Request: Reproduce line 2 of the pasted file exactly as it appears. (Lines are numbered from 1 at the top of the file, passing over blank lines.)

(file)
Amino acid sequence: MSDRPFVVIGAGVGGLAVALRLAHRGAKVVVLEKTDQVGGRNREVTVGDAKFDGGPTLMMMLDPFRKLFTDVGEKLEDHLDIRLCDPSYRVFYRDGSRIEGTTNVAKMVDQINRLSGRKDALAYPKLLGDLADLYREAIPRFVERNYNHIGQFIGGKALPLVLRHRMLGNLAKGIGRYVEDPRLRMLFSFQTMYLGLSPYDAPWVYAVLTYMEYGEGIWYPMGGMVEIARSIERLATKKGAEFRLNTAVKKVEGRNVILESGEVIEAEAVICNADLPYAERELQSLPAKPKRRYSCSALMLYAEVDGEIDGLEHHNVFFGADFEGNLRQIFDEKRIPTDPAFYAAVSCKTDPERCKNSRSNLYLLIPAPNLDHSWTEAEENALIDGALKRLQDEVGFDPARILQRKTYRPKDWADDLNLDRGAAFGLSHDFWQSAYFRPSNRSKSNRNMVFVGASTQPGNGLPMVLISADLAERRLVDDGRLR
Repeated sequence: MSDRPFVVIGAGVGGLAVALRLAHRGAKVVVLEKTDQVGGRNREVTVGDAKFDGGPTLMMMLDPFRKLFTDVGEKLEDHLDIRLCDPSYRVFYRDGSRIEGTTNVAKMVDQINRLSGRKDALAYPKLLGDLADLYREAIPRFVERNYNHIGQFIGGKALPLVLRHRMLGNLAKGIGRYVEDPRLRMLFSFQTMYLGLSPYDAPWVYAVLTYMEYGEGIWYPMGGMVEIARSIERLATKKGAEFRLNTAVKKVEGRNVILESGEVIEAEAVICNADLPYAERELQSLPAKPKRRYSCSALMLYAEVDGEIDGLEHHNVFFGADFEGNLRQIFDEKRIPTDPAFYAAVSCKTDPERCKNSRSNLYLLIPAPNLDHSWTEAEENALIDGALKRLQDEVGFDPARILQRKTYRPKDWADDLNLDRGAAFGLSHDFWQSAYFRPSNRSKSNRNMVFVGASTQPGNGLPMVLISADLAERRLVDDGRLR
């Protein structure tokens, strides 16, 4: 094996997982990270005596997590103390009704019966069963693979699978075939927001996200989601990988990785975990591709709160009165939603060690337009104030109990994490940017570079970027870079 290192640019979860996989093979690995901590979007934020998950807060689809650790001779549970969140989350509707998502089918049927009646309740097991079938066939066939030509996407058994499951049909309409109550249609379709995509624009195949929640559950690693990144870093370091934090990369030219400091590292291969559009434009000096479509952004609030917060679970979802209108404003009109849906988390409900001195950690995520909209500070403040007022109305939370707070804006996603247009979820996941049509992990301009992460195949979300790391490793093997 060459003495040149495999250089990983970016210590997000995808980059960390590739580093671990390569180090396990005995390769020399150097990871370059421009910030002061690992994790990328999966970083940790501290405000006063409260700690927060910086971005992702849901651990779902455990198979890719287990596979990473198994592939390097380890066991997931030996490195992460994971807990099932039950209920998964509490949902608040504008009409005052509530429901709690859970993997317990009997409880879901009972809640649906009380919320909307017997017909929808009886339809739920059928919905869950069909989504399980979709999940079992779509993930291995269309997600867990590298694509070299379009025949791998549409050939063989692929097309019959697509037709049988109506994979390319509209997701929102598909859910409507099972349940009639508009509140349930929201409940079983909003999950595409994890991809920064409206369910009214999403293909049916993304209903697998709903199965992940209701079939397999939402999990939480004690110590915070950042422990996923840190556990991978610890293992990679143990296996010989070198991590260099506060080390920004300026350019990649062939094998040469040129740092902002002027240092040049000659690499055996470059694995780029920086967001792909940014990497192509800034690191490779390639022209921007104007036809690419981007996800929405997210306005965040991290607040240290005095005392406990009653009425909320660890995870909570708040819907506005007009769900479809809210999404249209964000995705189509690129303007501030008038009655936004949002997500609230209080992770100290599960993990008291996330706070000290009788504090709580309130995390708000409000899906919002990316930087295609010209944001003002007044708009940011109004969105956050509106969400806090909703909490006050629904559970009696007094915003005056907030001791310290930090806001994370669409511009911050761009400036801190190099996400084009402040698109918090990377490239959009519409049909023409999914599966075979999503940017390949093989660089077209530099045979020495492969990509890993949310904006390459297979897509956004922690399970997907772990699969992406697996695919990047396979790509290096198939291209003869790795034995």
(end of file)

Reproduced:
Repeated sequence: MSDRPFVVIGAGVGGLAVALRLAHRGAKVVVLEKTDQVGGRNREVTVGDAKFDGGPTLMMMLDPFRKLFTDVGEKLEDHLDIRLCDPSYRVFYRDGSRIEGTTNVAKMVDQINRLSGRKDALAYPKLLGDLADLYREAIPRFVERNYNHIGQFIGGKALPLVLRHRMLGNLAKGIGRYVEDPRLRMLFSFQTMYLGLSPYDAPWVYAVLTYMEYGEGIWYPMGGMVEIARSIERLATKKGAEFRLNTAVKKVEGRNVILESGEVIEAEAVICNADLPYAERELQSLPAKPKRRYSCSALMLYAEVDGEIDGLEHHNVFFGADFEGNLRQIFDEKRIPTDPAFYAAVSCKTDPERCKNSRSNLYLLIPAPNLDHSWTEAEENALIDGALKRLQDEVGFDPARILQRKTYRPKDWADDLNLDRGAAFGLSHDFWQSAYFRPSNRSKSNRNMVFVGASTQPGNGLPMVLISADLAERRLVDDGRLR